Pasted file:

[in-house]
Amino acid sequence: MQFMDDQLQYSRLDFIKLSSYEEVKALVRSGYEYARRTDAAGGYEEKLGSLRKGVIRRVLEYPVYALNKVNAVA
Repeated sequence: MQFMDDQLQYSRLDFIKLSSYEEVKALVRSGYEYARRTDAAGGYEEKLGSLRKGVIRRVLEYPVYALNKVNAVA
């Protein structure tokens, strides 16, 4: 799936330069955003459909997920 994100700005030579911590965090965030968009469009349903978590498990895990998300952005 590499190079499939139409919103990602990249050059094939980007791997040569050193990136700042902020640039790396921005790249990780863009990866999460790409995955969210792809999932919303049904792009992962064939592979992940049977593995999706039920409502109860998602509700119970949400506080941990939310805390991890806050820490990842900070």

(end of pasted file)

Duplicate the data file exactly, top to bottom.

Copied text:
[in-house]
Amino acid sequence: MQFMDDQLQYSRLDFIKLSSYEEVKALVRSGYEYARRTDAAGGYEEKLGSLRKGVIRRVLEYPVYALNKVNAVA
Repeated sequence: MQFMDDQLQYSRLDFIKLSSYEEVKALVRSGYEYARRTDAAGGYEEKLGSLRKGVIRRVLEYPVYALNKVNAVA
């Protein structure tokens, strides 16, 4: 799936330069955003459909997920 994100700005030579911590965090965030968009469009349903978590498990895990998300952005 590499190079499939139409919103990602990249050059094939980007791997040569050193990136700042902020640039790396921005790249990780863009990866999460790409995955969210792809999932919303049904792009992962064939592979992940049977593995999706039920409502109860998602509700119970949400506080941990939310805390991890806050820490990842900070």